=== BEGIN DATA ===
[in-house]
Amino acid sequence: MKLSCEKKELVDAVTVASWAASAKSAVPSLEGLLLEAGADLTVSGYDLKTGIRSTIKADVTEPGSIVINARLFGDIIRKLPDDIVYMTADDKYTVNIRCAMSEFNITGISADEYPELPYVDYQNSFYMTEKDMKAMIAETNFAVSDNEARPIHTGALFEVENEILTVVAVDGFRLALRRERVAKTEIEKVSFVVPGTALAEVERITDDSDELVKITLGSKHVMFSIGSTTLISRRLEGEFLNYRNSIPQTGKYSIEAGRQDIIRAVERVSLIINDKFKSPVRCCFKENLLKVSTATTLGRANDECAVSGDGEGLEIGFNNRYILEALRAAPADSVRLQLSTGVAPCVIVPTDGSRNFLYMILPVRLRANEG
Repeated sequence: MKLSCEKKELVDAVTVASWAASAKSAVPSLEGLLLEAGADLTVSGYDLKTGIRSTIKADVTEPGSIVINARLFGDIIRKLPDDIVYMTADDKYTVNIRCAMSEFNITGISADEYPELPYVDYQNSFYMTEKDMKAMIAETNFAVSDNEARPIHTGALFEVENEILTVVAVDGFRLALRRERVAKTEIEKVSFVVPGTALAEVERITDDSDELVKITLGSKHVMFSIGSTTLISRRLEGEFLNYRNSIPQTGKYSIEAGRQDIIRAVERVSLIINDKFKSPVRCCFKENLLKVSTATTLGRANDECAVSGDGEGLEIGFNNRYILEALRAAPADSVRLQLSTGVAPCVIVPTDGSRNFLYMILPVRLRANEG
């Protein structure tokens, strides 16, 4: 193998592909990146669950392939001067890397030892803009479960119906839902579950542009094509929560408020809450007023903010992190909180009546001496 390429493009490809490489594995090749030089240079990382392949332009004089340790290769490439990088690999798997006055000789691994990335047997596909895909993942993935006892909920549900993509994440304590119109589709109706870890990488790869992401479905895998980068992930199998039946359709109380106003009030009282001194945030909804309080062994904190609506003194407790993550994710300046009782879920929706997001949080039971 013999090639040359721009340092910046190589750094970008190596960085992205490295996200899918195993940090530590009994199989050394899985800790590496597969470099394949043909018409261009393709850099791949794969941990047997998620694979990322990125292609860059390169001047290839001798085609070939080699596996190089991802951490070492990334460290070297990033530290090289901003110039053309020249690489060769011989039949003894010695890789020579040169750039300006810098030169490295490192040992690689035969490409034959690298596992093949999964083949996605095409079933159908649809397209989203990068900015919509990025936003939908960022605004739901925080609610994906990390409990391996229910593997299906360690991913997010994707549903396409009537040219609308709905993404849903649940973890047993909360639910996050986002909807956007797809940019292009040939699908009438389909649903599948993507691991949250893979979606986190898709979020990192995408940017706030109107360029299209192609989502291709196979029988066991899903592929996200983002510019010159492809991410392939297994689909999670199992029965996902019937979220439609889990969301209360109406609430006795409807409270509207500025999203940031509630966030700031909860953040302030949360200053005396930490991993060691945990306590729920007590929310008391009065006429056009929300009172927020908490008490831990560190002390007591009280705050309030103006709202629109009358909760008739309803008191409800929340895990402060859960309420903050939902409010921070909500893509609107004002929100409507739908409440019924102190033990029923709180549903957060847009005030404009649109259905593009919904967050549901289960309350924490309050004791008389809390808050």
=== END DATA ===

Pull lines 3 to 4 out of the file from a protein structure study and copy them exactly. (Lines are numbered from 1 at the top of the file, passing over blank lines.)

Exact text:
Repeated sequence: MKLSCEKKELVDAVTVASWAASAKSAVPSLEGLLLEAGADLTVSGYDLKTGIRSTIKADVTEPGSIVINARLFGDIIRKLPDDIVYMTADDKYTVNIRCAMSEFNITGISADEYPELPYVDYQNSFYMTEKDMKAMIAETNFAVSDNEARPIHTGALFEVENEILTVVAVDGFRLALRRERVAKTEIEKVSFVVPGTALAEVERITDDSDELVKITLGSKHVMFSIGSTTLISRRLEGEFLNYRNSIPQTGKYSIEAGRQDIIRAVERVSLIINDKFKSPVRCCFKENLLKVSTATTLGRANDECAVSGDGEGLEIGFNNRYILEALRAAPADSVRLQLSTGVAPCVIVPTDGSRNFLYMILPVRLRANEG
């Protein structure tokens, strides 16, 4: 193998592909990146669950392939001067890397030892803009479960119906839902579950542009094509929560408020809450007023903010992190909180009546001496 390429493009490809490489594995090749030089240079990382392949332009004089340790290769490439990088690999798997006055000789691994990335047997596909895909993942993935006892909920549900993509994440304590119109589709109706870890990488790869992401479905895998980068992930199998039946359709109380106003009030009282001194945030909804309080062994904190609506003194407790993550994710300046009782879920929706997001949080039971 013999090639040359721009340092910046190589750094970008190596960085992205490295996200899918195993940090530590009994199989050394899985800790590496597969470099394949043909018409261009393709850099791949794969941990047997998620694979990322990125292609860059390169001047290839001798085609070939080699596996190089991802951490070492990334460290070297990033530290090289901003110039053309020249690489060769011989039949003894010695890789020579040169750039300006810098030169490295490192040992690689035969490409034959690298596992093949999964083949996605095409079933159908649809397209989203990068900015919509990025936003939908960022605004739901925080609610994906990390409990391996229910593997299906360690991913997010994707549903396409009537040219609308709905993404849903649940973890047993909360639910996050986002909807956007797809940019292009040939699908009438389909649903599948993507691991949250893979979606986190898709979020990192995408940017706030109107360029299209192609989502291709196979029988066991899903592929996200983002510019010159492809991410392939297994689909999670199992029965996902019937979220439609889990969301209360109406609430006795409807409270509207500025999203940031509630966030700031909860953040302030949360200053005396930490991993060691945990306590729920007590929310008391009065006429056009929300009172927020908490008490831990560190002390007591009280705050309030103006709202629109009358909760008739309803008191409800929340895990402060859960309420903050939902409010921070909500893509609107004002929100409507739908409440019924102190033990029923709180549903957060847009005030404009649109259905593009919904967050549901289960309350924490309050004791008389809390808050």